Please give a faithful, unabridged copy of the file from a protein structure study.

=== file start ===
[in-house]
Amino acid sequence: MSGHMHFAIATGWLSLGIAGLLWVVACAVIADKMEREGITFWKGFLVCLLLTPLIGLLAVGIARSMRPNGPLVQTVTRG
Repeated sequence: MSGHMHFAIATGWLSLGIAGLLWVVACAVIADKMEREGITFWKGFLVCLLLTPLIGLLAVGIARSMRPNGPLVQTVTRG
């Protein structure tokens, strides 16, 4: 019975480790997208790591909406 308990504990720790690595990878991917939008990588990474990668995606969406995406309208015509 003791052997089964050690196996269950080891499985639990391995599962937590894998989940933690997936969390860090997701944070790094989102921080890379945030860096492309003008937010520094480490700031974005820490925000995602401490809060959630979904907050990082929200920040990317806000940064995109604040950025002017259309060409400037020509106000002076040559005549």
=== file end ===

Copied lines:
[in-house]
Amino acid sequence: MSGHMHFAIATGWLSLGIAGLLWVVACAVIADKMEREGITFWKGFLVCLLLTPLIGLLAVGIARSMRPNGPLVQTVTRG
Repeated sequence: MSGHMHFAIATGWLSLGIAGLLWVVACAVIADKMEREGITFWKGFLVCLLLTPLIGLLAVGIARSMRPNGPLVQTVTRG
């Protein structure tokens, strides 16, 4: 019975480790997208790591909406 308990504990720790690595990878991917939008990588990474990668995606969406995406309208015509 003791052997089964050690196996269950080891499985639990391995599962937590894998989940933690997936969390860090997701944070790094989102921080890379945030860096492309003008937010520094480490700031974005820490925000995602401490809060959630979904907050990082929200920040990317806000940064995109604040950025002017259309060409400037020509106000002076040559005549």